An AK-47 sprays a crowd of 50 people during a craps game outside an apartment complex in Liberty City in January. Nine people are shot. Two teenagers – 16 and 18 – are dead.
Another assault weapon unloads on a group of partygoers in Brownsville celebrating a high-school graduation. Six people are hurt. An 18-year-old is dead.
A modified assault rifle injures three officers in Cutler Bay and kills Miami-Dade Officer Jose Somohano, a father of two, in 2007.
An assault rifle sprays 25 bullets at a car outside a home in North Miami Beach in December 2006. A 17-year-old girl inside the car is killed.
Oh, excuse me. Weapons don't kill people. People do. Except the weapon that criminals use can make the difference between death and survival.
Range and firepower matter. An assault rifle can pierce a person dead at 100 yards. The typical police pistol can match the carnage only at 25 yards.
Assault weapons are meant to do the dirty on cops. They can slam through car doors and walls, and even some bullet-proof vests.
So forgive me for beating the political dead horse of assault weapons, which were banned for 10 years until Congress let the ban lapse in 2004.
True, the ban wasn't perfect. It allowed people to keep weapons bought before the ban – an invitation for criminals to steal them from law-abiding people.
The ban applied to 19 semiautomatic weapons (including the popular AK-47 and its knock-offs), outlawed bayonet mounts and limited ammunition magazines to 10 rounds.
Somohano was killed with a Mak-90, which wasn't covered by the ban. His killer, Shawn LaBeet, had an arrest record and a stash of formerly banned weapons. He bought them with a false ID.
Had the ban been in place, LaBeet would have had to work a little harder and get the weapons on the black market – and he might have come up empty.
Statistics bear the ugly truth. In the years since the ban expired, more assault weapons have been used to kill and maim in South Florida and the nation. One in five homicides in Miami in 2007 was committed with an assault weapon. In 2004, they were involved in only 4 percent of homicides.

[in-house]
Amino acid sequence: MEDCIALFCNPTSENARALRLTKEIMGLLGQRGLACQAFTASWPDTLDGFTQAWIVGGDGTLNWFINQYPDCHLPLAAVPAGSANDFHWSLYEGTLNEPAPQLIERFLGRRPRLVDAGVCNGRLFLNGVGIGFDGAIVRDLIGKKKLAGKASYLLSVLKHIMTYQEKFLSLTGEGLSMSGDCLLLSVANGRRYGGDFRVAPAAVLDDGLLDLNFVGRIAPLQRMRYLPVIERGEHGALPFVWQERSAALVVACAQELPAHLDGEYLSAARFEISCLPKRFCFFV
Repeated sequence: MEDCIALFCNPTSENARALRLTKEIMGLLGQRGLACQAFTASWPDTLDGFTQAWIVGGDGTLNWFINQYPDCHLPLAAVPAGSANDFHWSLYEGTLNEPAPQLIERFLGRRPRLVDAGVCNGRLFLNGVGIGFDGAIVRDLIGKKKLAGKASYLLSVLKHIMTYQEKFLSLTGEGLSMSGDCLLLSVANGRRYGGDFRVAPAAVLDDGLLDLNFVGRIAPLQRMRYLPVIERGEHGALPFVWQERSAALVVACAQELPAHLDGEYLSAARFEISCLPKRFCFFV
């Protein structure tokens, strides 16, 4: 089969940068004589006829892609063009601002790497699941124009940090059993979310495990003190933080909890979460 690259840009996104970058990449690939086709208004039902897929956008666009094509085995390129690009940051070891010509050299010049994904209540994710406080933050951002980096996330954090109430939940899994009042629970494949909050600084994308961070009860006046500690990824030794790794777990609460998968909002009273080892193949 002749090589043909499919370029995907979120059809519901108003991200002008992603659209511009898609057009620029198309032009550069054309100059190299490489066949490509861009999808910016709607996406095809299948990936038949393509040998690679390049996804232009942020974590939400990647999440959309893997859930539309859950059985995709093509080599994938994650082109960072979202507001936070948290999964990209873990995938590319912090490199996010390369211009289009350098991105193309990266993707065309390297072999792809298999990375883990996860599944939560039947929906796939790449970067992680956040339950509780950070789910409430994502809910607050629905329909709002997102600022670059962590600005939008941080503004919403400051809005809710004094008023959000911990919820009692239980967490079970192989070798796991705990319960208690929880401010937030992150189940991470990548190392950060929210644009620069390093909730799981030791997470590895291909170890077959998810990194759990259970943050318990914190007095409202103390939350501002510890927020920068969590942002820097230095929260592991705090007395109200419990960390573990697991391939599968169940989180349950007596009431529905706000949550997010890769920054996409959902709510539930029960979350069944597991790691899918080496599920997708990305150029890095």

Law-enforcement agencies in Miami-Dade and Broward have beefed up their fire power by supplying more assault weapons to their officers and deputies. That's the least they can do to try to protect themselves and the public. But why stop there?
Banning assault weapons should be an easy choice for the new president and Congress. It doesn't trample on the Second Amendment right to own a gun any more than the federal ban on machine guns that has existed for decades.
I grew up with guns, have owned and shot them at target practice. So I get it. But there's no valid reason for hunters to have assault weapons or for city folks to own them unless they plan to kill en masse.
Miami Mayor Manny Diaz calls them "weapons of war." Police Chief John Timoney and Miami-Dade Mayor Carlos Alvarez, a former cop, along with officials in Broward County and the vast majority of Floridians polled over and over agree: Lifting the ban has made it easy for criminals and gangs to kill.
Timoney knew what was coming. In April 2004, he warned: "If the ban expires, we will see a return to the horrific violence that plagued our streets during the late 1980s and early 1990s."
In one January night, nine people bore witness to that horror.